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Author Topic: Dry Camping In B Vans  (Read 11056 times)

camperAL

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Dry Camping In B Vans
« on: March 20, 2012, 05:14:48 AM »
Greetings,

I was just viewing the comments over in the new comers corner on dry camping. They were talking about having 100 gallon freshwater tanks that would last for about 10 days.

I am curious to find out how long B Van campers can go using 27 gal freshwater, 21 gal gray tank and 10 gallon black tank. I had planned on taking extra fresh water 6 to 10 gallons for use while camping and adding that into my total weight. There are a lot of things that I can think of to reduce water use. I am use to having a couple of gallons in my van that I use over a period of a week but I stop and use water facilities when eating and gassing up.

It is obvious to me that if the larger RV's can go 10 days on bigger volumes of tanks, then going 10 days in a B Van could and probably will be more of a challenge but then again I like challenges.

Any comments?? Being hooked in at a camp ground would be a whole different thing other than dumping a bit more often in a smaller B Van.  Best!
CamperAL (Indiana)
(2006 Coachmen Mirada 290 KS )

Gary RV_Wizard

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Re: Dry Camping In B Vans
« Reply #1 on: March 20, 2012, 09:21:50 AM »
It all depends on you.   Two people can get along on 12-15 gallons per day without cramping their lifestyle too much, but obviously you can reduce water consumption - and therefore wast storage - much further than that, especially if one water conservation oriented person traveling alone.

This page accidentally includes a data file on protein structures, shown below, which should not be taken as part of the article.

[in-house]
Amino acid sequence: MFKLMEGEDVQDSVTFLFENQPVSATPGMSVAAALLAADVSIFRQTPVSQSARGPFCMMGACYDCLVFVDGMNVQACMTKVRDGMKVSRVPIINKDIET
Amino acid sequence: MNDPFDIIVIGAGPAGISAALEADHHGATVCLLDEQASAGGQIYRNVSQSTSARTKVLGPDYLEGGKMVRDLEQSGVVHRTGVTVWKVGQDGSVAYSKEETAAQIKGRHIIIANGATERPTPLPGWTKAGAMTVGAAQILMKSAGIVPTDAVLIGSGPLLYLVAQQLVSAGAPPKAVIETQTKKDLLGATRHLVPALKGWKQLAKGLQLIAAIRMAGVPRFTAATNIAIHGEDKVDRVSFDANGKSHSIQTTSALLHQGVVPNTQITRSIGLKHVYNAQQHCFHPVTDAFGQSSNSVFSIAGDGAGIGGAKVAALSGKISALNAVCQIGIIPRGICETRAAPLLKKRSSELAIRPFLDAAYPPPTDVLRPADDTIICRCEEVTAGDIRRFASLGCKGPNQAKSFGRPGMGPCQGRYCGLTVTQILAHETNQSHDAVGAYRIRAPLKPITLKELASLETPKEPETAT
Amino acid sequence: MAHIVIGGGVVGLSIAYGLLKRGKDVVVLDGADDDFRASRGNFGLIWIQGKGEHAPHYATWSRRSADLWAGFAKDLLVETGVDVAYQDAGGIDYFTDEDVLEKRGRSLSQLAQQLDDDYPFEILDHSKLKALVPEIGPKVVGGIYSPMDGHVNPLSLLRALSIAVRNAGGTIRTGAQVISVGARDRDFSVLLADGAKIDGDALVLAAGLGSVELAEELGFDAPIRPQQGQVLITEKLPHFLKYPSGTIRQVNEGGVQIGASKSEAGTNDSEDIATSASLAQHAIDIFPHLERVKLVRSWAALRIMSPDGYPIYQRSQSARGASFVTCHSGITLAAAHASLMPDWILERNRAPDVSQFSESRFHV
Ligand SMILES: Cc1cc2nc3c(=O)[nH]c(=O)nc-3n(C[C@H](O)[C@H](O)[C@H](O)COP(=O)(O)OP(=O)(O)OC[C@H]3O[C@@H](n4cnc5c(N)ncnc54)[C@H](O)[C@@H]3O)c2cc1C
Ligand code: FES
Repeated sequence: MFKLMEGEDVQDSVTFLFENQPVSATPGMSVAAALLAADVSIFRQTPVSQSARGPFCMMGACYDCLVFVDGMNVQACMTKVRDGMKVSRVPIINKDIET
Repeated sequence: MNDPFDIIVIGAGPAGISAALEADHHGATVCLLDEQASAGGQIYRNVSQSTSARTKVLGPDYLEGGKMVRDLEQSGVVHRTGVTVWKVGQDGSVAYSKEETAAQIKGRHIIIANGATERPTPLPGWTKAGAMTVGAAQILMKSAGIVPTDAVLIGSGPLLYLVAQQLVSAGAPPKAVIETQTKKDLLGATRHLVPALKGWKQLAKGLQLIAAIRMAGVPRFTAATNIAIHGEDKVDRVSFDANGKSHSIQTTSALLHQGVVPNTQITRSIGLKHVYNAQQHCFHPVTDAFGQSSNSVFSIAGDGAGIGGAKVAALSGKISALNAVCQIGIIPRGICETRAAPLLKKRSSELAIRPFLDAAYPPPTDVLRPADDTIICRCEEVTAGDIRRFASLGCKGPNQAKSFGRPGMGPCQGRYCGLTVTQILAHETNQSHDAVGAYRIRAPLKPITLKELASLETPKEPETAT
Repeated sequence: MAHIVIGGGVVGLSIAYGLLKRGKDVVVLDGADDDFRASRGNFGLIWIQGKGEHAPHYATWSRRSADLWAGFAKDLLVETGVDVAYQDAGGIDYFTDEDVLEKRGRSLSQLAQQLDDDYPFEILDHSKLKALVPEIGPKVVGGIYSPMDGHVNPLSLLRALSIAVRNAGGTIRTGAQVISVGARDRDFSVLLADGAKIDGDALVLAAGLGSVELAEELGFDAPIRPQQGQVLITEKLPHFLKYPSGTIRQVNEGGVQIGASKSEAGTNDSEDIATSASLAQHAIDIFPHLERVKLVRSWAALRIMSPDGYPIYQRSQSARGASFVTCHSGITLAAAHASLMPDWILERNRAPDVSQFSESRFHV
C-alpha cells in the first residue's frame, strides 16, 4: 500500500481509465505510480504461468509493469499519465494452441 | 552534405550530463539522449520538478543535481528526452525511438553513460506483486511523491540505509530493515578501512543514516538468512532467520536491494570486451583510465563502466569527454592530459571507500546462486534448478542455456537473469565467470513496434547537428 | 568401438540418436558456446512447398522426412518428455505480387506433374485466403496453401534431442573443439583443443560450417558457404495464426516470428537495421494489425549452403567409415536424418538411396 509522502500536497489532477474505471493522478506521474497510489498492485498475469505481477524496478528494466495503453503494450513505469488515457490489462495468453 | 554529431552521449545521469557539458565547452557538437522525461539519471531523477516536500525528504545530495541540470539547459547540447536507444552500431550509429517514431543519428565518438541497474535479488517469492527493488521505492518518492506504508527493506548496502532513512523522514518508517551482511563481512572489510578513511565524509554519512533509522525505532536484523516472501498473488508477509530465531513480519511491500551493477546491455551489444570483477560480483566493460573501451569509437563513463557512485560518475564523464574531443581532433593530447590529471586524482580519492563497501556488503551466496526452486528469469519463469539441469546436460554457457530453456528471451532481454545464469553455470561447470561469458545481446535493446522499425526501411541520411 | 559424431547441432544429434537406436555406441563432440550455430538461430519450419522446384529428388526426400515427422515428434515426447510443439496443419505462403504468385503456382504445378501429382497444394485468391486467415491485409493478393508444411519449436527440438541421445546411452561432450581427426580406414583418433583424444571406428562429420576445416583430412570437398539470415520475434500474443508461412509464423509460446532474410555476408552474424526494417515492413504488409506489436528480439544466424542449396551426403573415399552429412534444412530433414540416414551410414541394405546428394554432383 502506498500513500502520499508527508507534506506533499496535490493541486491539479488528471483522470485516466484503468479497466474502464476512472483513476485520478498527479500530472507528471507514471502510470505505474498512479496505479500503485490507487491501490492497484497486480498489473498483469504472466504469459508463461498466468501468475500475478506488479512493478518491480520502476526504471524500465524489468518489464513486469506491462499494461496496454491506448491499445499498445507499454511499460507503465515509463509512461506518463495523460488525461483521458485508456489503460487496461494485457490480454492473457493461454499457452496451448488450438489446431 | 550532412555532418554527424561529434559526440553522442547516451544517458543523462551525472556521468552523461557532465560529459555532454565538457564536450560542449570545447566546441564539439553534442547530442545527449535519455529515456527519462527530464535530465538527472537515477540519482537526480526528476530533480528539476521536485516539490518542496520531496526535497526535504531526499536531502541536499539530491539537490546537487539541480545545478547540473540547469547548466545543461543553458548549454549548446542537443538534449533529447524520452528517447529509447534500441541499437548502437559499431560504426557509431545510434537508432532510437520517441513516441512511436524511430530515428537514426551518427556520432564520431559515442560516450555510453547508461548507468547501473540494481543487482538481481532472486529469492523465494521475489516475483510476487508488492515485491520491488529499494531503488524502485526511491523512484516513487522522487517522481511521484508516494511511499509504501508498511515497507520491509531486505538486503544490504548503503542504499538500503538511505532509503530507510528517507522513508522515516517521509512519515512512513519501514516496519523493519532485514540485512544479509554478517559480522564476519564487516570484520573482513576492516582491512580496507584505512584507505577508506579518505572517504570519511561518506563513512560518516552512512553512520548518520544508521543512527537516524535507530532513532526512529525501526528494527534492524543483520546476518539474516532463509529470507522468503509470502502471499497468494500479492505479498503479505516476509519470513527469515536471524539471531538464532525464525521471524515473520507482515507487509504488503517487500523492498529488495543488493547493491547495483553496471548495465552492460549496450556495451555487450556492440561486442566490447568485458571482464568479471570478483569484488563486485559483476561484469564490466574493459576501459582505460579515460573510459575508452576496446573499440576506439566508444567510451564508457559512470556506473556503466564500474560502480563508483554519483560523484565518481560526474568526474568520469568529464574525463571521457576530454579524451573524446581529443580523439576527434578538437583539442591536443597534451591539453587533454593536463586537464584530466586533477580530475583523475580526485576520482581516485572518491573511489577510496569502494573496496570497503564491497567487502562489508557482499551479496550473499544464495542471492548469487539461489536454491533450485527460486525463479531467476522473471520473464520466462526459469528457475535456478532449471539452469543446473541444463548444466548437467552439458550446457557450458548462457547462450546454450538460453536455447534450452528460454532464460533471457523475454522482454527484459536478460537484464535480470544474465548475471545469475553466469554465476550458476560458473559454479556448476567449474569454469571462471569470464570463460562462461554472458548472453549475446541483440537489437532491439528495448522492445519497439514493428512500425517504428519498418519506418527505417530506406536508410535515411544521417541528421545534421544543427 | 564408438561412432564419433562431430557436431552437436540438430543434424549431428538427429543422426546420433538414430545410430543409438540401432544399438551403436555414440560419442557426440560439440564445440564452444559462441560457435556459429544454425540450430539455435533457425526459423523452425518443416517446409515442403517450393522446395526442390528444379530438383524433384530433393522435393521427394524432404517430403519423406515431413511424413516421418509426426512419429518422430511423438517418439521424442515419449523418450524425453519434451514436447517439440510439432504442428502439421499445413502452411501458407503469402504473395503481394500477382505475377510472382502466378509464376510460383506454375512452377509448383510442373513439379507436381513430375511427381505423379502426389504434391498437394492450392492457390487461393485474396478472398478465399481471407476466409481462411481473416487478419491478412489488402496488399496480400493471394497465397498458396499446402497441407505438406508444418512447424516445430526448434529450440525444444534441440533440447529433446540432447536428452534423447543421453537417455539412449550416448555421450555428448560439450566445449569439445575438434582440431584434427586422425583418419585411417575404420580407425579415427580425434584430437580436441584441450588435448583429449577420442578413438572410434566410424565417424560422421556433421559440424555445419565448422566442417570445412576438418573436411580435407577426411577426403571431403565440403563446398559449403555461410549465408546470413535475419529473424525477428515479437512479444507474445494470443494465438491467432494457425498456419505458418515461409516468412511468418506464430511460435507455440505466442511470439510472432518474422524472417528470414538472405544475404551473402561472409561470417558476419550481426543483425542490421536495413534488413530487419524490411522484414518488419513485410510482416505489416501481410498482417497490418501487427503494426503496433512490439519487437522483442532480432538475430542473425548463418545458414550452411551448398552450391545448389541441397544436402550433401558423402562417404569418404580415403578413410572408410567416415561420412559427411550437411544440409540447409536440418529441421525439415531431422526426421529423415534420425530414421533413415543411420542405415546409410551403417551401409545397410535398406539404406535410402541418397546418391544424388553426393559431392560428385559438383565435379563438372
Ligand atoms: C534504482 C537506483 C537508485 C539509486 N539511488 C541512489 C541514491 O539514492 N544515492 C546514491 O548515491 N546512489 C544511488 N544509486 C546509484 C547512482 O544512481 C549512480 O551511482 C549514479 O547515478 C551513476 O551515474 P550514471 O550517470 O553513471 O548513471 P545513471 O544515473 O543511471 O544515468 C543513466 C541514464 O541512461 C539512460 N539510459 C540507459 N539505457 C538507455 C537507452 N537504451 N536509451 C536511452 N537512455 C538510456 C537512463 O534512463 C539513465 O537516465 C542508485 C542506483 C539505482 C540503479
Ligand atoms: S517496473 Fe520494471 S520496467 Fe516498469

Gary
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Len and Jo

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Re: Dry Camping In B Vans
« Reply #2 on: March 20, 2012, 09:33:06 AM »
We carry 18 gallons of fresh water, have a 6 gal. gray water tank and our pak-a-pottie has a 6 gal black water tank and a 3 gal fresh water tank. 

The time limiter is the black water tank.  Needs an outhouse dump every 4 days.

A NASA related paper:

~2L per day avg. liquid waste per person (ie: 0.5 gallons). Yes, a 6-pack of beer a day will increase that.
100-200gm per day avg. solid waste per person (say equivalent to 0.2L)

So urine and solids ....1.1 gal. per day for two people. 4 days 4.4 gal. of waste plus flush water used fills the 6.1 gal. black water waste tank on our Pak-a-pottie. Looks like we are "average".

As far a fresh water water our 18 gallons will normally last use 6-8 days.  We take 'birdy baths' every day and a shower every 3-4 days or so depending on outside temperature and humidity.  Fresh water consumption is VERY user specific.  If you let the water run while you brush your teeth you will use more then if you just use a cup of water. etc.